There is no time to figure out that kind of stuff (anymore than there is time to just fix it all). And even with this "ray of hope" approach, you can see that you are in effect hoping that the missing (or messed up) data will be extraneous. Thats like hoping that the 1%-7% of embedded chips that are going to fail will likewise be only on unimportant things. In theory, of course, it could happen. In practice, no way Jose.

-- Jack (jsprat@eld.net), October 11, 1998.

A billion times a day? Seems like an excessive estimate to me. Anyway, it all depends on what you are doing with the date. And whether the machine gives the correct date. If the machine gives the correct date and a program messes up the date calculations, then that is one set of problems, and the output will often have correct dating, but sometimes not. If the MACHINE date is wrong, then all the output will be wrong. In most data communications of the critical financial nature, incoming data is checked before being added to the database. In such cases, sometimes a bad date will cause the data to be discarded and a request for a resend will be sent. It is possible for the machines to 'lock' on such a request, sending and resending the data until either some counter times out the data request and it is dumped into an error file, or if there is no time out on this type of request, then the operator must intervene to stop the process. In other cases, such as a date to credit an account being a day earlier or later than might otherwise be the case, the data would probably be accepted, and someone might (for example) be paid a day or so early or late. In many cases, the date would be completely non critical and would be ignored - as in the case where a date was included on a report that was used by another machine that only wants three numbers out of that report, and none of them were the date. It all depends on what you are doing.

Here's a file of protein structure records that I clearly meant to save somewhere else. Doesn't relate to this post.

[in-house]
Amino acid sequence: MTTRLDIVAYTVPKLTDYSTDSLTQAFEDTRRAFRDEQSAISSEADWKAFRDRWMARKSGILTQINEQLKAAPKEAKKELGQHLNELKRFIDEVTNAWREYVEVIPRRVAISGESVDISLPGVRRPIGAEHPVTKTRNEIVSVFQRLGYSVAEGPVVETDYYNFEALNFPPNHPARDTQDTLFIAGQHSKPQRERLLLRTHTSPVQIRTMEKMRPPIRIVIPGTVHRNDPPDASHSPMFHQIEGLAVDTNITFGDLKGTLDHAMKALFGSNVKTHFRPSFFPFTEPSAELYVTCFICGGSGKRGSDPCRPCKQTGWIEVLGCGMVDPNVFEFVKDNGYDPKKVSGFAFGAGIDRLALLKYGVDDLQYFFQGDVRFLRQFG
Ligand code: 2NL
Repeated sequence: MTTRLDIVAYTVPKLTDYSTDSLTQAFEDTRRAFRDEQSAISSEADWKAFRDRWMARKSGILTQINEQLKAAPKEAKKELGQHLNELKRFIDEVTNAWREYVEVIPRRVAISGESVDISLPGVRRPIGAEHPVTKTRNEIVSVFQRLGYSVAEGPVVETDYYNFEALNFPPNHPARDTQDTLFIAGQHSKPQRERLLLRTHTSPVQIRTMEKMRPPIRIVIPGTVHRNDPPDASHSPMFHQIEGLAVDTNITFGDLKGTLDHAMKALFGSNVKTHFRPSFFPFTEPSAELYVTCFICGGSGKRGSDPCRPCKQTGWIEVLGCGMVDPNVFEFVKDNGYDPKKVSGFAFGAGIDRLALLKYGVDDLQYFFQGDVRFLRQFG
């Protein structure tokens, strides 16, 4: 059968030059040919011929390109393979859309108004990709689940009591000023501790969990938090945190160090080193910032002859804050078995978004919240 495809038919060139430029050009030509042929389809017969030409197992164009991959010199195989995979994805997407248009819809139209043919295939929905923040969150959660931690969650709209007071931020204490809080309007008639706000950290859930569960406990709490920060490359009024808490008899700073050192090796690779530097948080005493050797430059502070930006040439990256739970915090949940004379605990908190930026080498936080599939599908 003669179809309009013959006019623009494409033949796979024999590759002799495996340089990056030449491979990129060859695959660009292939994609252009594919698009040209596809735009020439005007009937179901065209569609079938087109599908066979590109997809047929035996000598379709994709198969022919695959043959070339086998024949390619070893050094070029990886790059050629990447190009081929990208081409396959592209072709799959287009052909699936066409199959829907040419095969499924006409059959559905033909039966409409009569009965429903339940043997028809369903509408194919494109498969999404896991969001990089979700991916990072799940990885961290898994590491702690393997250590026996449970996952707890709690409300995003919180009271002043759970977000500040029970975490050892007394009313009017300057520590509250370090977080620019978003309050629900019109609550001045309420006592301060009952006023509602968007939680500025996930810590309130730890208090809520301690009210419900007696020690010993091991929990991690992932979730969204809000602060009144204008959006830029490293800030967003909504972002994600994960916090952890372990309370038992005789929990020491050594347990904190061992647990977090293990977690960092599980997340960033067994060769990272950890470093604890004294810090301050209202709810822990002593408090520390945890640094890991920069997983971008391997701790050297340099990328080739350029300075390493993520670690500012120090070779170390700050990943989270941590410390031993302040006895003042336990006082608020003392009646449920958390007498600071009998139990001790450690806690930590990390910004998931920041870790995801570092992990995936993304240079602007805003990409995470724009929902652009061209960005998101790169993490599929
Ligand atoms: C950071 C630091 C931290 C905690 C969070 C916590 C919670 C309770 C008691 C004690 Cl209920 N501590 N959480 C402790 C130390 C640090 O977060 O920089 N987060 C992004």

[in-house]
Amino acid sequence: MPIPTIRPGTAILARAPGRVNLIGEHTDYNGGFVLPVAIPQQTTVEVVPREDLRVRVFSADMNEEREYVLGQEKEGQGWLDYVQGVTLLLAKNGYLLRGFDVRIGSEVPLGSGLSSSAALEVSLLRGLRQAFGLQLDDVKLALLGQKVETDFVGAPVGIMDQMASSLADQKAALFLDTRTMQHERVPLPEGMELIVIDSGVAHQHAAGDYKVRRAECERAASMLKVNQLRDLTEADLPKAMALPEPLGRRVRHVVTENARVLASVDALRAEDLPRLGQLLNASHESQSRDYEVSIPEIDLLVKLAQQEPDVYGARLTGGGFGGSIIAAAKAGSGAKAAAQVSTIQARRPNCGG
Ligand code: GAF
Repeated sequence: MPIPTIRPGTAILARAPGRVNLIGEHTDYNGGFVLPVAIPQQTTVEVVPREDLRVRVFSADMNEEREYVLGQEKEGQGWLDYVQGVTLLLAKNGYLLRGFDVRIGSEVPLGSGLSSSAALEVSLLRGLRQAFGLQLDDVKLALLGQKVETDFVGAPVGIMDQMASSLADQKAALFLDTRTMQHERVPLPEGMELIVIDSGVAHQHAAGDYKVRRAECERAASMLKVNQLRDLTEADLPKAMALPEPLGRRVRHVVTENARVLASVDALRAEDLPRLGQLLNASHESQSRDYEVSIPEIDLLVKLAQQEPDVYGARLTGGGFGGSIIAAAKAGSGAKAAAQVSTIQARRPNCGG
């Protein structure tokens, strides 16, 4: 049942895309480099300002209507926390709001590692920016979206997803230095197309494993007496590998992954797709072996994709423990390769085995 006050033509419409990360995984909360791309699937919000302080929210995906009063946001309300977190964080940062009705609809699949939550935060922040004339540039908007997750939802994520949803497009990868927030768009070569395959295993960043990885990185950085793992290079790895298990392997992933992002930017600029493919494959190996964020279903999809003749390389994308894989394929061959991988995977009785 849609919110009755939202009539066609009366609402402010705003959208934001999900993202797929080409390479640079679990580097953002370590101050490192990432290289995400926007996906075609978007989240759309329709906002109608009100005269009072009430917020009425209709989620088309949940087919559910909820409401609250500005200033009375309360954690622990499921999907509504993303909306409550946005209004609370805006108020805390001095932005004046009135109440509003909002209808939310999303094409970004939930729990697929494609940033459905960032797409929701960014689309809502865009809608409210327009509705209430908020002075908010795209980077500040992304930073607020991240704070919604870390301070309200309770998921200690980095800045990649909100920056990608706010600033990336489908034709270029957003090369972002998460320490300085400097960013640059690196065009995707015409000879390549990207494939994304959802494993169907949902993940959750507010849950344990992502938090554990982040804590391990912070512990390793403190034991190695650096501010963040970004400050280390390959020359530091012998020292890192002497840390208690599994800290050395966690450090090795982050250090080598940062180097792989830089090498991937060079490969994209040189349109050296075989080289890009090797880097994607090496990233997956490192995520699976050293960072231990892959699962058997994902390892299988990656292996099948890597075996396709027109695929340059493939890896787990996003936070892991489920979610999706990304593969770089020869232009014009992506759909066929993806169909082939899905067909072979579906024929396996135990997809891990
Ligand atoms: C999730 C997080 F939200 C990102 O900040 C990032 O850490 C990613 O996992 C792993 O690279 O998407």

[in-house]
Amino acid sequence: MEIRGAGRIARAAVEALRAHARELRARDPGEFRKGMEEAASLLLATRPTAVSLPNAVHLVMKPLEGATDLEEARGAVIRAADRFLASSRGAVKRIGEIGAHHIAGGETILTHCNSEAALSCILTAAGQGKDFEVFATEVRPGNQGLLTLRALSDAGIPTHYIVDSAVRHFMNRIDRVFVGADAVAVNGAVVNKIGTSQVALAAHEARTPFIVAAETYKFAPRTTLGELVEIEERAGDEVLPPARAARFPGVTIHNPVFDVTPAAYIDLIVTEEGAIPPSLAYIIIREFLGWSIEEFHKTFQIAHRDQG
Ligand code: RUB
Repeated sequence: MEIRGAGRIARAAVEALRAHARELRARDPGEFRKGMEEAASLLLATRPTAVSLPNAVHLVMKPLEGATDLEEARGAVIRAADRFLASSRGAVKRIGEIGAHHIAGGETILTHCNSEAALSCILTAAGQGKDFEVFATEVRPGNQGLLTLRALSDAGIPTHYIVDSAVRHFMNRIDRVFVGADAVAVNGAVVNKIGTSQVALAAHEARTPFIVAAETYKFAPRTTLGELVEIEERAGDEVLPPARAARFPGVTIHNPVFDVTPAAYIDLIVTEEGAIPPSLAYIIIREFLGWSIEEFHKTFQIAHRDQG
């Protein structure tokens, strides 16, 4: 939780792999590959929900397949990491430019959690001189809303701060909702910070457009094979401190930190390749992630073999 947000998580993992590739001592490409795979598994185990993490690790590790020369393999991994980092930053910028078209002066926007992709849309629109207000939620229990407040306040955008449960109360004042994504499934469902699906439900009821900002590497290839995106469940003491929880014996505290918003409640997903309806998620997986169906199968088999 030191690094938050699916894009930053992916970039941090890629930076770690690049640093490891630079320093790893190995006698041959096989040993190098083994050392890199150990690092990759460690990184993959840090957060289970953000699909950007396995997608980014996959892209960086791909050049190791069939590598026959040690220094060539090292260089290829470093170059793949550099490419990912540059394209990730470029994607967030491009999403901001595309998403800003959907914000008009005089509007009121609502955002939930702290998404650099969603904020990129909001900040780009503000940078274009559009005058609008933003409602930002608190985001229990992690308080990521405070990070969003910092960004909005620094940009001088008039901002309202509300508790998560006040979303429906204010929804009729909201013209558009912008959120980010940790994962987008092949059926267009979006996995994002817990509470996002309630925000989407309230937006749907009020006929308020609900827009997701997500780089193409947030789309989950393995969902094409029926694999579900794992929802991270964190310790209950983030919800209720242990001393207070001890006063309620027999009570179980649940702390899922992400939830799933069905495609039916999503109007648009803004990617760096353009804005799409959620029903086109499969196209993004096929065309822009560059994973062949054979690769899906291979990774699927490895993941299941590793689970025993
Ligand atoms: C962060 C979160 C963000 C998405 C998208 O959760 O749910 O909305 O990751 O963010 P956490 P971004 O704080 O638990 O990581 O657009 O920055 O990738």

I have heard a number of companies that have gotten into the game late are using a triage approach to solving their anticipated problems. That would work something like this - First examine the end of year report for 1999. If it works or will work with only a minor patch you test it and put aside EOY work for last. Then you would (must) add spaces to all the databases to allow for extra spacing for long date information. Then you would test your daily reports (no, these aren't the production databases yet, they are copies) against the new data. You must find all the spots in that code that can't handle the longer dates, and fix them. After that, you must repair the data input screens (usually this would be the easy part - relatively speaking) and get everything ready for a quick changeover (some training may be needed if management has demanded changes in some things they always wanted and are gonna put it through now - as if you didn't have enough trouble working under the gun). Then you convert the databases again (to get the latest data), and have everyone do duplicate data entry (in a ideal world) while you run tests of the daily and weekly reports against each database. Hopefully, all the reports match up. Then you get to test against foobar data that mimics what you expect on the various critical dates during the Y2K changeover. After all that you would get to put the new database on line, and get to work on the reports you put off as not critical to finish at once. This process must be repeated for every data store maintained by a large organization. Also, you have problems where cross tab reports cover several databases, and you generally will have to convert them all at once and then be busier than a hen raising ducks trying to solve all the problems with the cross tab reports all at once. It can be done, but the message to the guys just now starting is 'GET OFF THE STICK'.

-- Paul Davis (davisp1953@yahoo.com), October 12, 1998.

Paul: Your response is supposed to make us optimistic? Were you being sarcastic and I just missed it?

-- cody varian (cody@y2ksurvive.com), October 14, 1998.